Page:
February 1988
Volume 29, Issue 2
Articles  |   February 1988
Eccentric fixation with macular scotoma.
Author Affiliations
  • S G Whittaker
    Pennsylvania College of Optometry, Philadelphia 19141.
  • J Budd
    Pennsylvania College of Optometry, Philadelphia 19141.
  • R W Cummings
    Pennsylvania College of Optometry, Philadelphia 19141.
Investigative Ophthalmology & Visual Science February 1988, Vol.29, 268-278. doi:
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      S G Whittaker, J Budd, R W Cummings; Eccentric fixation with macular scotoma.. Invest. Ophthalmol. Vis. Sci. 1988;29(2):268-278.

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      © ARVO (1962-2015); The Authors (2016-present)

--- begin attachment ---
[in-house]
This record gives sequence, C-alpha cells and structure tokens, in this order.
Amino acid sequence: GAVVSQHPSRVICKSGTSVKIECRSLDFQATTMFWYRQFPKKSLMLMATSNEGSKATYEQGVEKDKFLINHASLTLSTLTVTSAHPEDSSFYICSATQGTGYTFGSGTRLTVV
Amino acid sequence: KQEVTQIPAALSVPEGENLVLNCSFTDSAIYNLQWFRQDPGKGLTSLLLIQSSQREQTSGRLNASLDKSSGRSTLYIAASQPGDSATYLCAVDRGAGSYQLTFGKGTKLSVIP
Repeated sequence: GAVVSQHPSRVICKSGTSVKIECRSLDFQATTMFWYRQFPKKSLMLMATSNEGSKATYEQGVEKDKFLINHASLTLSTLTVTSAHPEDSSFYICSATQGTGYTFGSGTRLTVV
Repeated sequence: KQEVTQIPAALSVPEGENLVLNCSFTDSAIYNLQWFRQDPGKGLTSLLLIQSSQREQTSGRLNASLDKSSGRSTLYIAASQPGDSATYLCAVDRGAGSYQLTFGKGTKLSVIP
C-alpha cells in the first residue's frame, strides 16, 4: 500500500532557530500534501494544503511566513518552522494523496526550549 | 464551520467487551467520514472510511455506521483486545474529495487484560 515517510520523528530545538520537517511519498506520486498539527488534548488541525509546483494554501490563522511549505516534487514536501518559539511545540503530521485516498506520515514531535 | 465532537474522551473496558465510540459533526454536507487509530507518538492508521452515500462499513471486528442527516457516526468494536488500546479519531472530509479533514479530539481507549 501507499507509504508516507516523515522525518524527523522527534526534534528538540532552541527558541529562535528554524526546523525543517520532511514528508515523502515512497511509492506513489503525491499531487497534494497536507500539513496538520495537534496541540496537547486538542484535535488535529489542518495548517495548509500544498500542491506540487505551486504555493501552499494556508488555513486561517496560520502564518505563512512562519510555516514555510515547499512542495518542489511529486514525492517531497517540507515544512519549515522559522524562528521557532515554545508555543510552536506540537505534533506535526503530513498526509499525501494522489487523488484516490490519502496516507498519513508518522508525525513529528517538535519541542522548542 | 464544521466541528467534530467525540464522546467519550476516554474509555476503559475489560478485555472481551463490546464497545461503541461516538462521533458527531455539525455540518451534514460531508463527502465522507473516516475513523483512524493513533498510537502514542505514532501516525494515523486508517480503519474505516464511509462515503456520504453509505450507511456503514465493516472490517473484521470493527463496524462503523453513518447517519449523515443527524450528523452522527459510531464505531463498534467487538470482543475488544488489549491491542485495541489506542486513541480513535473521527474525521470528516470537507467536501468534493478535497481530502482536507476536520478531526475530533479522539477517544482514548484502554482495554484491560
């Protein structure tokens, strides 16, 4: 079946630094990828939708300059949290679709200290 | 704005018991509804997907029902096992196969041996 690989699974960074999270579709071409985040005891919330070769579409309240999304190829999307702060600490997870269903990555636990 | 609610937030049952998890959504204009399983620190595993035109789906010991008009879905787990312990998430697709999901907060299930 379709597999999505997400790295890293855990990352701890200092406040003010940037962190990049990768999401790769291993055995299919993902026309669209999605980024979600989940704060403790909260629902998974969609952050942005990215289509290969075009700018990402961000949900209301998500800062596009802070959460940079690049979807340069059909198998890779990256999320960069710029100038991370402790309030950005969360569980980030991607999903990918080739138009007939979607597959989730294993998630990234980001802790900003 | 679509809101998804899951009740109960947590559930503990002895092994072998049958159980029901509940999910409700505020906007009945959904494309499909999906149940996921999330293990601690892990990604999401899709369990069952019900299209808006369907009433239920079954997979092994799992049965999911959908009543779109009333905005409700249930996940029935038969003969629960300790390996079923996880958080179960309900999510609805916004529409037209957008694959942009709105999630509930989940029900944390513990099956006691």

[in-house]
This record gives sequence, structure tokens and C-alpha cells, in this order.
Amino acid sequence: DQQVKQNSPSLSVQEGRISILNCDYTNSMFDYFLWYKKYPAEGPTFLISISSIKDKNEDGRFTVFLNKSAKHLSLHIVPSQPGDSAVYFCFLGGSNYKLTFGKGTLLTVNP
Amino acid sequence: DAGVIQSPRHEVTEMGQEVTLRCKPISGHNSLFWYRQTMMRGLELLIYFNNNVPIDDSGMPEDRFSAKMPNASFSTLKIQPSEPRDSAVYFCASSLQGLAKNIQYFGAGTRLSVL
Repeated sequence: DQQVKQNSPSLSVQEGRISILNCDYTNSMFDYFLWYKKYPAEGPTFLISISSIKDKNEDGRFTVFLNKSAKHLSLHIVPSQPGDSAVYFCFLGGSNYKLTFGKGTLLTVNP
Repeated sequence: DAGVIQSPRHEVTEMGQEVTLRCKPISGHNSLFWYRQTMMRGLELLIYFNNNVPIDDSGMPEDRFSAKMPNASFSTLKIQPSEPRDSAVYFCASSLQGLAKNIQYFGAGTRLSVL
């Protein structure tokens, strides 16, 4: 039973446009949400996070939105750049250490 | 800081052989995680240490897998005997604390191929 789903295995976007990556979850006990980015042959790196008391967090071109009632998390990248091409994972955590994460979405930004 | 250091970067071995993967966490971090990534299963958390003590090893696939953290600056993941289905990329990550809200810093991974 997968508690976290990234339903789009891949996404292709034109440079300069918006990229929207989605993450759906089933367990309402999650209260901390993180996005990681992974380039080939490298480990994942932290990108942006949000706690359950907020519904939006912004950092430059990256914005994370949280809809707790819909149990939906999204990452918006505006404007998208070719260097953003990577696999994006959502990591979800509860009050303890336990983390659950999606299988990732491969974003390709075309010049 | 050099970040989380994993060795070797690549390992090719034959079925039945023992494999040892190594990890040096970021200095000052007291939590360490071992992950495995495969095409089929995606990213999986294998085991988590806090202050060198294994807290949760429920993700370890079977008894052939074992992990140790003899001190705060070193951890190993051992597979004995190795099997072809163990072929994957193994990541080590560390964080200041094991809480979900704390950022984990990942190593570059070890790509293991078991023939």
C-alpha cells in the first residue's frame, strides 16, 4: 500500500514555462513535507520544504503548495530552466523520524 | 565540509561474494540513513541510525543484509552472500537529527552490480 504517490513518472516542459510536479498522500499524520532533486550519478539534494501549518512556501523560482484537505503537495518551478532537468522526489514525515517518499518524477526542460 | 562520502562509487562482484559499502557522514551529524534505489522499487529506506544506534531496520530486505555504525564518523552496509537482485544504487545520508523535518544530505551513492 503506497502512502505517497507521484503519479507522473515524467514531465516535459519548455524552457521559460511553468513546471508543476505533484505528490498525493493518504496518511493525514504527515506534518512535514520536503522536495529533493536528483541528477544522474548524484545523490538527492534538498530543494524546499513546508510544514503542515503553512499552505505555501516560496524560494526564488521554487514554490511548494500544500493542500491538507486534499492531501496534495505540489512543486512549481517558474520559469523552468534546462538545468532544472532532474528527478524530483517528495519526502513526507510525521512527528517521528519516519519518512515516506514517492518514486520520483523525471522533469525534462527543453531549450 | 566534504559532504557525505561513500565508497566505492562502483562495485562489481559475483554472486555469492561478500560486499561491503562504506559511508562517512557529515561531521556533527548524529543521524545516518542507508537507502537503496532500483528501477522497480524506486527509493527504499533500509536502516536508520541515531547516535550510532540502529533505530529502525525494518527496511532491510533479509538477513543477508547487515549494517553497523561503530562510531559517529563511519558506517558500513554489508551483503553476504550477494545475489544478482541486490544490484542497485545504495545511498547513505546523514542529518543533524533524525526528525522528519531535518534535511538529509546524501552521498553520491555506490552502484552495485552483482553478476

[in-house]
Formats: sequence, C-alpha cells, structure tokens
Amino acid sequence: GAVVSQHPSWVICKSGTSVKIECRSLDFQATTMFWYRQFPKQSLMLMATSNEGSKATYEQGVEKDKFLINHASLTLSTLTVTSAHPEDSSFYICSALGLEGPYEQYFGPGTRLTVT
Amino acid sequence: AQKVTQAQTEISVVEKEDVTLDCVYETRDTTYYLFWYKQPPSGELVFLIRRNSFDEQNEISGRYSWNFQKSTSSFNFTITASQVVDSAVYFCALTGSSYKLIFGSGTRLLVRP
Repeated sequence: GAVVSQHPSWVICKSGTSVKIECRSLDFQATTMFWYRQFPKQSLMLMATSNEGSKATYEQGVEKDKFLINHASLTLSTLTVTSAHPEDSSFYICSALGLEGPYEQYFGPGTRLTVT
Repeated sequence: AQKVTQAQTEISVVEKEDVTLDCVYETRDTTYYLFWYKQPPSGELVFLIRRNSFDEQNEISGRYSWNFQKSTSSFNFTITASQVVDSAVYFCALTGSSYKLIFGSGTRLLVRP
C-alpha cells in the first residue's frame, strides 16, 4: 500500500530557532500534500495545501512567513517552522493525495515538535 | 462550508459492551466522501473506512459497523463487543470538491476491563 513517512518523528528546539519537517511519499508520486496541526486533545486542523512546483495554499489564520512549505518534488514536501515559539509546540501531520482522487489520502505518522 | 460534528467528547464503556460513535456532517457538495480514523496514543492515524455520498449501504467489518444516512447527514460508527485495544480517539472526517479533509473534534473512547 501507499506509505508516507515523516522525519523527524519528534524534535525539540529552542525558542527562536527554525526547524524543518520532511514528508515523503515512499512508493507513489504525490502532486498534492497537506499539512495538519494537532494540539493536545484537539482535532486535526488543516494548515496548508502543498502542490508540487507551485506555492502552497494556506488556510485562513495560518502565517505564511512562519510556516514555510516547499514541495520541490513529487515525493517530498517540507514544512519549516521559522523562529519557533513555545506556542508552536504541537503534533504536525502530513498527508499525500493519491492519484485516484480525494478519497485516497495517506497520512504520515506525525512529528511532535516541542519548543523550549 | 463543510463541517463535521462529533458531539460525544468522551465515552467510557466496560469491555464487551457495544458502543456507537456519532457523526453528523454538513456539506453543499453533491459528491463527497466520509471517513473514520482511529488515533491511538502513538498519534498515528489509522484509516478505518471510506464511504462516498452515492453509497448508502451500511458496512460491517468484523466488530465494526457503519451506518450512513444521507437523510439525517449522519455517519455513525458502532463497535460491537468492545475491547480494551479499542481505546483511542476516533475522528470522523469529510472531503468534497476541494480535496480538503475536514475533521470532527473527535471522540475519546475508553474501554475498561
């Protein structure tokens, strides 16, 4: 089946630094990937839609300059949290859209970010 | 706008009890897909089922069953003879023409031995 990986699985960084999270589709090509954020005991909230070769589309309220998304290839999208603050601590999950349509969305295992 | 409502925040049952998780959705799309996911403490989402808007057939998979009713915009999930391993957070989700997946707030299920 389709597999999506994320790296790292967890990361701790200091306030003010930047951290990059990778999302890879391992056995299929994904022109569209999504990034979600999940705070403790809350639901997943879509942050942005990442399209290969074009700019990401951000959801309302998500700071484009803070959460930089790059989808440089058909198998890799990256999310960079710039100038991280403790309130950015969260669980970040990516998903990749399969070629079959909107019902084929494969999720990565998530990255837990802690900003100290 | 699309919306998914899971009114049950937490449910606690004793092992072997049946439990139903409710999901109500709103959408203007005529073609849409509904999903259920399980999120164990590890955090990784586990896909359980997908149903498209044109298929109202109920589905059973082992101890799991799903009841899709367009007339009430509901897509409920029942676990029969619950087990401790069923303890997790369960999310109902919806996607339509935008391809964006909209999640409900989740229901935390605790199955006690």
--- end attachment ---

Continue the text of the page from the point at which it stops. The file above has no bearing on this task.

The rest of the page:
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People with macular scotoma tend to read and visually scan more slowly than others with equivalently reduced visual acuity but intact central fields. We measured fixation eye movements and considered the contribution of fixation variability and centripetal eye drift to poor visual performance. These factors might confound efforts to consistently use an optimum retinal locus outside of the macula. We measured monocular horizontal and vertical eye movements using a search coil eyetracker while subjects with naturally occurring central scotomata or control subjects with simulated scotomata eccentrically fixated a single character that was sized to their visual acuity. Motivated subjects with long-standing stable maculopathies were chosen to estimate attainable performance limits. During attempts to eccentrically fixate, an ubiquitous foveal pursuit or centripetal drift tendency was not found; rather a pattern of drift was idiosyncratic from subject to subject. This finding was confirmed by an analysis of eye drift of 32 eyes with long-standing bilateral macular scotomata. Moreover, the eye drift speeds (15-200 minarc/sec) were too low to be of functional significance. Drift speeds during eccentric fixation with a visible target were not significantly different than those after the target was extinguished; however, drift speeds were greater than during foveal fixation. This suggests that the fovea has a specialized control of slow eye movements. Fixation variability increased with scotoma size for both simulated and real scotomata, with an abrupt rise when scotomata diameters exceeded 20 degrees C. A significant minority of subjects (39%) adopted two or more distinct preferred retinal loci (PRL) during fixation. Multiple PRL were also more likely if scotoma size exceeded 20 degrees C. Reasonably steady fixation is thus attainable when central scotoma sizes are smaller than approximately 20 degrees C.


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